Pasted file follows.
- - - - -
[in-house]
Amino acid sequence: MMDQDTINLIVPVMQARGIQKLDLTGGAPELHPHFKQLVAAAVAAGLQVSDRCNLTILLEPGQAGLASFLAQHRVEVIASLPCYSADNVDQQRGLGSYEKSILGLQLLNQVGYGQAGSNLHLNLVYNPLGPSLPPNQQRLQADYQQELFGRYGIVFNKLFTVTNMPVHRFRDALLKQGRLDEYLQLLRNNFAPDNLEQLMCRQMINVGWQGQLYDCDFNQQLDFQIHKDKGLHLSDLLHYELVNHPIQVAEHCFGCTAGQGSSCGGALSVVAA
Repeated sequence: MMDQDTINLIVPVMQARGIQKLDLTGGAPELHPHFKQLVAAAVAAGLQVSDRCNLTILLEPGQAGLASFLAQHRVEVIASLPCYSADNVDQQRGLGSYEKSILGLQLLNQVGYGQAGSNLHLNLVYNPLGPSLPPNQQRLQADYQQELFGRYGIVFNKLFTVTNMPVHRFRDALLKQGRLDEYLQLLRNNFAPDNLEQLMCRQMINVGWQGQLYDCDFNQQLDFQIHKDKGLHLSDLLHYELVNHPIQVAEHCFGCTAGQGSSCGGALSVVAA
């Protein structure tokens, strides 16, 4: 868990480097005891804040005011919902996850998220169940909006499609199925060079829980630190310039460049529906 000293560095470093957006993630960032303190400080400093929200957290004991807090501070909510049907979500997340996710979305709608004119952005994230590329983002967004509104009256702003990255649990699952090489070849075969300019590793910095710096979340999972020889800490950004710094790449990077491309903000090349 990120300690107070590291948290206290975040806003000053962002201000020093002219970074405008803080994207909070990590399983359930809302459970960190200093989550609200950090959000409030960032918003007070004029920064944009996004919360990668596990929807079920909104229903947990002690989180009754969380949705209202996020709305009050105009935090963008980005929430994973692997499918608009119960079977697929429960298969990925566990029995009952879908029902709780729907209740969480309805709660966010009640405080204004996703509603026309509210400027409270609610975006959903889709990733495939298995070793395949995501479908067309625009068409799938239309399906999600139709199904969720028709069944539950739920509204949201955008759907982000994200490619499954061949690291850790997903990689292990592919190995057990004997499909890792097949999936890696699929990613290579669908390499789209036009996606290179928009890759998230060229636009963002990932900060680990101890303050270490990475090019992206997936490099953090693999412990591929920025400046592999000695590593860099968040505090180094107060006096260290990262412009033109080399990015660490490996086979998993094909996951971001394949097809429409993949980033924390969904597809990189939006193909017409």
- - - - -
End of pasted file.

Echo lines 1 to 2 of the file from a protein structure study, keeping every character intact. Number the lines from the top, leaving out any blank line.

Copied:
[in-house]
Amino acid sequence: MMDQDTINLIVPVMQARGIQKLDLTGGAPELHPHFKQLVAAAVAAGLQVSDRCNLTILLEPGQAGLASFLAQHRVEVIASLPCYSADNVDQQRGLGSYEKSILGLQLLNQVGYGQAGSNLHLNLVYNPLGPSLPPNQQRLQADYQQELFGRYGIVFNKLFTVTNMPVHRFRDALLKQGRLDEYLQLLRNNFAPDNLEQLMCRQMINVGWQGQLYDCDFNQQLDFQIHKDKGLHLSDLLHYELVNHPIQVAEHCFGCTAGQGSSCGGALSVVAA